St. Gregory’s masterpiece is considered to be his Book of Lamentations. Also known as Narek, it is comprised of 95 prayers, each of which is titled “Conversation with God from the depth of the heart.” A central theme is man’s separation from God, and his quest to reunite with Him. St. Gregory described the work this way: “Its letters like my body, its message like my soul.” He called his book an “encyclopedia of prayer for all nations.” It was his hope that it would serve as a guide to prayer for people all over the world. After the advent of movable type, the book was published in Marseille in 1673, and has been translated into at least 30 languages. Source

From Catholic Culture

St. Gregory’s prayers are still used in the liturgy of the Armenian Catholic Church. The monastery where he lived and worked survived for several hundred years, until it was destroyed in the Armenian holocaust.

So I wanted to learn more about this new Doctor of the Universal Church and to read his writings. Couldn’t really find anything on the U.S. version of Amazon or elsewhere in English. Hopefully somebody will rectify that eventually.

Feb 212015
 

For a while on my book wish list sat one called Swan Song by Robert R. McCammon. It finally landed on my actively reading list. I was pretty much totally caught unaware by the talent of this author, although somehow it made it to my wish list. Reading Swan Song I kept drawing comparison to Stephen King’s The Stand my favorite of King’s books. There are comparisons to draw, but they are also very different stories and I found Swan Song]swan to be even superior in parts. Heresy to my mind considering how much I have loved The Stand. So I was soon book binging on some other books recommended to me and found repeated great storytelling in a genre I so enjoy.

Recently I read his Boy’s Life and once again was absorbed in this time a Ray Bradberry-esque story combined with McCommon’s own gifts. At the end there was a set of acknowledgements. These I often don’t read, but this one caught my attention. So I was already enthused with this author, but wow I so love his acknowledgements which I can so relate to.

My thanks to Forrest J. Ackermann; Roger Corman; Boris Karloff; Vincent Price; Lon Chaney Senior and Junior; Jungle Jim; Sky King and Penny; Screen Thrills Illustrated; Ian Fleming and Bond, James Bond; Eudora Welty; Bob Kane; Barbara Steele; Big Daddy Roth; the Boys from Hawthorne though a young man is gone; Clutch Cargo; Space Angels; Super Car; the Captain and Tom Terrrrific; Yancy Derringer; Famous Monsters of Filmland; Gordon Scott ; Vic Morrow and the Combat squad; Jim Warren (sorry, Forry!); Boston Blackie; Zorro; Cisco Kid and Pancho; the Whistler; Kirk Douglas in Spartacus; the Rolling Stones; Thriller and those pigeons from hell; the Hammer Films bunch; Peter Cushing, the ultimate Van Helsing; Christopher Lee; Edgar Rice Burroughs; Red Skelton and the passing parade; Creepy and Eerie; Ray Harryhausen and the Ymir; Mr. Television , Milton Berle; It’s A Mad, Mad, Mad, Mad (Did I miss one?) World; Edgar Allan Poe; Lester Dent or Kenneth Robeson or whoever cranked out all those great Doc Savages; Three Dog Night (hello, Cory!); Clayton Moore, the one and only Lone Ranger, Richard Matheson; Roy Rogers and Trigger, X-Men; Buffalo Bob and Howdy; the Brothers Grimm; Bela Lugosi; Paladin; The Outer Limits; Brigitte Bardot (I didn’t spend all my time with Geographics!); Basil Rathbone; Mister Dillon! Mister Dillon!; Sir Arthur Conan Doyle; Invaders from Mars; Gene Autry; Steve Reeves; Aunt Bea; Dr. Richard Kimble; the Who; Hans Christian Andersen; 13 Ghosts and those weird glasses; Sergeant Preston of the Yukon; Mr. and Mrs. North; the Thin Man; Peter Lorre; Alfred Hitchcock; Here, Lassie!; Errol Flynn, the perfect Robin Hood; a man named Jed; the Aquanauts; Steve Roper and Mike Nomad; Clint Walker, Kookie, my hair’s falling out!; Gorgo; Rodan; Reptilicus; Charles Laughton; Oral Roberts heal thyself; The Gallant Men; Victor Mature swinging that jawbone; Walt Disney; Mr. Lucky; Burt Lancaster, Through the Looking Glass; Bronco and Sugarfoot; the Mavericks, wild as the wind in Or-e-gon; Joe and Frank; Fantasia; that house on haunted hill; Guy Madison and Andy Devine; The Mysterians; Dementia 13 (Yikes!); Captain America and Bucky; Harper Lee; Steve McQueen (Cooler!) on that motorcycle, jumping the barbed wire; Tom Swift and His; and so many, many more whom I will think of as soon as I believe I’ve finished writing this.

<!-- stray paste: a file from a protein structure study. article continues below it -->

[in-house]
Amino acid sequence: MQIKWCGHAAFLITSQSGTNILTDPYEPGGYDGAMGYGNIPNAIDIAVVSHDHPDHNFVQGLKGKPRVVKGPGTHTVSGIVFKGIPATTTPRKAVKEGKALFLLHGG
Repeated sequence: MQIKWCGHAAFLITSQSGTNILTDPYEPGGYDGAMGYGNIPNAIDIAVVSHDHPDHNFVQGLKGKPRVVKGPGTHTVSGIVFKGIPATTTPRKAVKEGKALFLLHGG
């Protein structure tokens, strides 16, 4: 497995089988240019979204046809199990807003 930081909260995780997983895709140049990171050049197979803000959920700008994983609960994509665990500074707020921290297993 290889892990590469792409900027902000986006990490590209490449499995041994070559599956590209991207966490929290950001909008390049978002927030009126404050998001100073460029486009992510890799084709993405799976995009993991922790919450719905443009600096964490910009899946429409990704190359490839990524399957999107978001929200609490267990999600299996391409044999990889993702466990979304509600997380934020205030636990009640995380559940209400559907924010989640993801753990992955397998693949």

To two very special influences on this boy’s life and writing: Mr. Rod Selling, for his talent and imagination that continues on far beyond the Zone; and to Mr. Ray Bradbury. Your lake will always be deeper and sweeter than mine, your jar hold greater mysteries, your rockets travel truer to the heart. Thank you so very, very much.

McCammon, Robert R. Boy’s Life (p. 610). Open Road Media. Kindle Edition.

Feb 172015